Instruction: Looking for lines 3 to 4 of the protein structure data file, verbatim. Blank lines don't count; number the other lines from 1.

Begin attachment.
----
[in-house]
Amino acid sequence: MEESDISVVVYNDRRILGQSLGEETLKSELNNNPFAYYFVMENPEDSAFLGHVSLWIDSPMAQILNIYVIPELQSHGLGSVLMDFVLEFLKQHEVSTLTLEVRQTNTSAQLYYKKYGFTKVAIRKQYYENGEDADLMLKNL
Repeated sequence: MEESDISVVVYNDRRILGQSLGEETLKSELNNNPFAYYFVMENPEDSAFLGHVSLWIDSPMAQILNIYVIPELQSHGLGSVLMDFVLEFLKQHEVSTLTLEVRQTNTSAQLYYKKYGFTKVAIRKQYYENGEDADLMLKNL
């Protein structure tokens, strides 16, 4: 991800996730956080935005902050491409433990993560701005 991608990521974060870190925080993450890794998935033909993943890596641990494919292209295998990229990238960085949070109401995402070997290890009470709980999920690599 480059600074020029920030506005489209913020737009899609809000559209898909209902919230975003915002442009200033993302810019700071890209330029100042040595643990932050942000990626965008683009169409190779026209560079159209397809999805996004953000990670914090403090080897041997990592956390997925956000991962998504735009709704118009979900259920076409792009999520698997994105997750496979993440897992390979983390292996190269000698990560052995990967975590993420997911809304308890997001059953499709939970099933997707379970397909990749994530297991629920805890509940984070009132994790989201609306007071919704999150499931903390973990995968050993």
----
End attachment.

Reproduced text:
Repeated sequence: MEESDISVVVYNDRRILGQSLGEETLKSELNNNPFAYYFVMENPEDSAFLGHVSLWIDSPMAQILNIYVIPELQSHGLGSVLMDFVLEFLKQHEVSTLTLEVRQTNTSAQLYYKKYGFTKVAIRKQYYENGEDADLMLKNL
């Protein structure tokens, strides 16, 4: 991800996730956080935005902050491409433990993560701005 991608990521974060870190925080993450890794998935033909993943890596641990494919292209295998990229990238960085949070109401995402070997290890009470709980999920690599 480059600074020029920030506005489209913020737009899609809000559209898909209902919230975003915002442009200033993302810019700071890209330029100042040595643990932050942000990626965008683009169409190779026209560079159209397809999805996004953000990670914090403090080897041997990592956390997925956000991962998504735009709704118009979900259920076409792009999520698997994105997750496979993440897992390979983390292996190269000698990560052995990967975590993420997911809304308890997001059953499709939970099933997707379970397909990749994530297991629920805890509940984070009132994790989201609306007071919704999150499931903390973990995968050993």